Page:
Summertime in the U.S. means baseball. And baseball means peanuts and Cracker Jacks (and maybe even a beer). Did you know that a serving of salted stadium peanuts (8 ounces) has 1280 calories? One serving of Cracker Jacks (a half-cup) has 120 calories. A light beer has about 170 calories in the 16-ounce serving.
Peanuts aside, a handful of Cracker Jacks with a beer is going to barely set you back 300 calories. For a ballgame snack, that sounds reasonable. You want to be able to enjoy the entire event experience.
But what happens when you go back for more? Maybe grab some nachos? How about a hot dog, or three? The calories start wracking up the way Babe Ruth did home runs. This is a possibility at 19 Major League Baseball stadiums, as they now have all-you-can-eat concessions. It's a roughly $40 ticket that gives you free reign to fill up on hot dogs, peanuts, popcorn, nachos, ice cream and lemonade, all while watching the game.
By Brandi Koskie - senior editor for DietsInReview.comRead More »from 10 Healthy Things You Can do in 10 Minutes
The quickest and easiest excuse for not taking care of our health is that we're too busy or there's just not enough time in the day. But who doesn't have ten minutes? We all have ten minutes. It's possible we all have a free ten minutes several times a day. If you're not sure what to do with the spare time on your hands, put it to good use an make yourself healthier! Each of these tasks can be done in ten minutes or less and will create the foundation for a very healthy lifestyle.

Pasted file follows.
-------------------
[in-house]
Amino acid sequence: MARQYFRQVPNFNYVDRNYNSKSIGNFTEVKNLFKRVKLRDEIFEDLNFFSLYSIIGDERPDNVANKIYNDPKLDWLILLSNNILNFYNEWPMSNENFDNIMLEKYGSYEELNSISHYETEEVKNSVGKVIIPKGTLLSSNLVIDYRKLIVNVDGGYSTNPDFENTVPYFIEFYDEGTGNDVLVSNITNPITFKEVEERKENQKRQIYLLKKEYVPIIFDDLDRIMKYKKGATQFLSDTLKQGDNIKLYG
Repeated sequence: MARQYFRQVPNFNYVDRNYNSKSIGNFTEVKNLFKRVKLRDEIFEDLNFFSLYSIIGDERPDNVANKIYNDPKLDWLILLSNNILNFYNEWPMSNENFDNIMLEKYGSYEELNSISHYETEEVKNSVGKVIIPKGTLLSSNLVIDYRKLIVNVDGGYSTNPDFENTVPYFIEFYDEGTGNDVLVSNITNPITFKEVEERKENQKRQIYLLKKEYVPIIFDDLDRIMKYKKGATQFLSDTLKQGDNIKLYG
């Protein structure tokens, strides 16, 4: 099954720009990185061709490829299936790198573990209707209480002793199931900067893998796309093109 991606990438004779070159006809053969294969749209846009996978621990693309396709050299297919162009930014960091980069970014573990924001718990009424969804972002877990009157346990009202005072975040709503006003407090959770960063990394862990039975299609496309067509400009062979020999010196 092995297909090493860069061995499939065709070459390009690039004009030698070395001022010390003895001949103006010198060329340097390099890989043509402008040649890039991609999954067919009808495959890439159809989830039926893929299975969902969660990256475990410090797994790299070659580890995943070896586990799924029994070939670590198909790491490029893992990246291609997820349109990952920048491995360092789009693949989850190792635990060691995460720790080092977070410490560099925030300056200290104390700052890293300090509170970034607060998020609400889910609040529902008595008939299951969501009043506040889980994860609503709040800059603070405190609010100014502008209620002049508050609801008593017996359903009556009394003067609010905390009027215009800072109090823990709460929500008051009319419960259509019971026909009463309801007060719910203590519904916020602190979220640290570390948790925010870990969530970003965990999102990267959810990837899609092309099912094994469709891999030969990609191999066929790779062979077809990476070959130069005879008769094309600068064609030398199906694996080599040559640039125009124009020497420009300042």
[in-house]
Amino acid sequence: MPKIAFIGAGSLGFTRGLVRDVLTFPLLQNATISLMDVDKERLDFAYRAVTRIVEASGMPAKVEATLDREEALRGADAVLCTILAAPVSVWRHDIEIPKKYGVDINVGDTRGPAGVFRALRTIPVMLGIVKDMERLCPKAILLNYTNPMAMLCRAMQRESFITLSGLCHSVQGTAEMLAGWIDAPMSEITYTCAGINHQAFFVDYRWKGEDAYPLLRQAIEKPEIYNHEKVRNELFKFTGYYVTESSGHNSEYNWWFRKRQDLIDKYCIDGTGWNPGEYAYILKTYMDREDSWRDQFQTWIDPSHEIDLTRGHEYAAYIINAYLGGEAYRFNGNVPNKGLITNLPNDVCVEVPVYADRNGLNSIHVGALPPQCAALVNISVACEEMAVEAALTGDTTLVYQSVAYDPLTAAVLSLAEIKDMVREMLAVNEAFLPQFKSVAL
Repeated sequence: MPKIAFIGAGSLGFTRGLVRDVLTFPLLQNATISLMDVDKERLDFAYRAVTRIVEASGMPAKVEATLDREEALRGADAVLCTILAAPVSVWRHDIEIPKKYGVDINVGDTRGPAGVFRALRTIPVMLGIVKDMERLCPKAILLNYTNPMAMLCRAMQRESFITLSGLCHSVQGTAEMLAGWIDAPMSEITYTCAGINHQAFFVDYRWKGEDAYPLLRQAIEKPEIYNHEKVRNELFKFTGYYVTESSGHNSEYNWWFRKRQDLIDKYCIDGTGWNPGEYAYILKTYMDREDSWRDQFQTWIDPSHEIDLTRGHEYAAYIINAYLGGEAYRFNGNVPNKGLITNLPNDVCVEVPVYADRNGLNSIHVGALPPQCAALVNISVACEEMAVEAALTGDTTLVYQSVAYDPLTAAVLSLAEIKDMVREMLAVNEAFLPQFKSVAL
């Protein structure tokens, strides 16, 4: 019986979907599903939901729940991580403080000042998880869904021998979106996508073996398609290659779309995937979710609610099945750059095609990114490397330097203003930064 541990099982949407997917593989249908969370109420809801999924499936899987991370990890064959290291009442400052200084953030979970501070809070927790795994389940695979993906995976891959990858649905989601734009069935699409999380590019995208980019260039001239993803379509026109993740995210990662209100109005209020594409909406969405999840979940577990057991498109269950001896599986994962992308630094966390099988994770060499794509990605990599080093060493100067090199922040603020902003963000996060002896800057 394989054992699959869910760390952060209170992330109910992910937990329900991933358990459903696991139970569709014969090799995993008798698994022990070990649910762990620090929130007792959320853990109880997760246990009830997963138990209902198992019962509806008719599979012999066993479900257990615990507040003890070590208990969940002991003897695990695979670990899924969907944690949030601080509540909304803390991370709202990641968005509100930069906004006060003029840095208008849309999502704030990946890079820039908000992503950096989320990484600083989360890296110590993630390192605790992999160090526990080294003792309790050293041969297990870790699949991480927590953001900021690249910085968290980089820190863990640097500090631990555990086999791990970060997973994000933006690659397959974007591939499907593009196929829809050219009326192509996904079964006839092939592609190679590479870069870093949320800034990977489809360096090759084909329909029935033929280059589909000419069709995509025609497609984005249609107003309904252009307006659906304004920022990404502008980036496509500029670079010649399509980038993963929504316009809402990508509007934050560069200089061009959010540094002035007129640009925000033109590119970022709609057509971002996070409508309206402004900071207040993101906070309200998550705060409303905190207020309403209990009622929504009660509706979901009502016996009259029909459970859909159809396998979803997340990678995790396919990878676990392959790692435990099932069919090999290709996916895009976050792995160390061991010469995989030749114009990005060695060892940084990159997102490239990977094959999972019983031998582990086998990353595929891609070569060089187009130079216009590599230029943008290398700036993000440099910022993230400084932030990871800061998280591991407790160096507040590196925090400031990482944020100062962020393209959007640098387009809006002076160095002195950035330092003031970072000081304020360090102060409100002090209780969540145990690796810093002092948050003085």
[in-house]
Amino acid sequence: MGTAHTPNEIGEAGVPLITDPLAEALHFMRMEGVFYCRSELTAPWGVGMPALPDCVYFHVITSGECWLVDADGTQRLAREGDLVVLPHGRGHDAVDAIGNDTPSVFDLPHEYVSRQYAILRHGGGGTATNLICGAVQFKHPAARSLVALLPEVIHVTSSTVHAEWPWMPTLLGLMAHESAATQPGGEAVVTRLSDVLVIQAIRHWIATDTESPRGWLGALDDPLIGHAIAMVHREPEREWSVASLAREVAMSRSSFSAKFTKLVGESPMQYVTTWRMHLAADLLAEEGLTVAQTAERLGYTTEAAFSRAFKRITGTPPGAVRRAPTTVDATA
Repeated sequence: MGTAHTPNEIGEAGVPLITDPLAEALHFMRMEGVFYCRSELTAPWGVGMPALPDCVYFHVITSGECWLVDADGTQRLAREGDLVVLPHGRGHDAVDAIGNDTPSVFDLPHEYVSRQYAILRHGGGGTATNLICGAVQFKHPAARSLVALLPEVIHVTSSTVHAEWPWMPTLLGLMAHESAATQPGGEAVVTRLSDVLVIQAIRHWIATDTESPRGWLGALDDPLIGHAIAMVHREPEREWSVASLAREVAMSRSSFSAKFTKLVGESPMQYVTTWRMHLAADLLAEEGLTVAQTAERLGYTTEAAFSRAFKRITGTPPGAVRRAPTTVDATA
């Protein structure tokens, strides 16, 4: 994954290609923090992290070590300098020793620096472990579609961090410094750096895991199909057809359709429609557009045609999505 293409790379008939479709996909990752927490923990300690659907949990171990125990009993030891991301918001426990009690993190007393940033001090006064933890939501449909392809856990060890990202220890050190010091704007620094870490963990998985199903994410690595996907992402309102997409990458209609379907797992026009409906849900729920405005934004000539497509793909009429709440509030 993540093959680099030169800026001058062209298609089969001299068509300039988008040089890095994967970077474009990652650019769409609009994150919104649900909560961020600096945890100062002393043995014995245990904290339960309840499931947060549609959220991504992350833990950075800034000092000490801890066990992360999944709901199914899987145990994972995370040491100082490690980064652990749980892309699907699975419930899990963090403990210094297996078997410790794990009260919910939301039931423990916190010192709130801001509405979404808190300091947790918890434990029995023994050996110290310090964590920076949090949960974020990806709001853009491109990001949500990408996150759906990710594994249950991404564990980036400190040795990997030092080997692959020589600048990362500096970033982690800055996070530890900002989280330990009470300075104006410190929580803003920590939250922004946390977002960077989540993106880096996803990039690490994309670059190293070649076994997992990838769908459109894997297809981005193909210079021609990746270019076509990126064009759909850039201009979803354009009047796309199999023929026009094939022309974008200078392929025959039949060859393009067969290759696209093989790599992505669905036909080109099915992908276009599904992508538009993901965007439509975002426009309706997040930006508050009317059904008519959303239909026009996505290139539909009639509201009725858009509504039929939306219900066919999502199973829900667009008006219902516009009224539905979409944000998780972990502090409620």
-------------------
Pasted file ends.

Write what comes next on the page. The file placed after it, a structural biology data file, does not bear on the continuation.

1. Take a walk. You might think if you don't have a full 30 or 60 minutes to devote to a workout that you might as well not even do it. Not true at all. If you took a ten-minute walk or jog before work, at lunch, and in the evening, you'd rack up a 30-minute workout for the day. And it's totally fine to space them out. You'll appreciate the extra few minutes to clear your head, move your body and get away from your desk.
2. Make breakfast. Waiting for
By Heather Ashare - DietsInReview.comRead More »from Why Everyone is Talking About P90X
If you have stayed up late enough, or if you are a rise-and-shine early bird, you have probably seen the
television infomercials for P90X, an intense workout system that relies on a routine of interval training
exercises to help you achieve a lean and strong body in 90 days.
Created by Tony Horton and Beachbody Fitness, P90X, is a three-month program divided into
three, 30-day phases, which combine a series of cardiovascular and strength-training routines that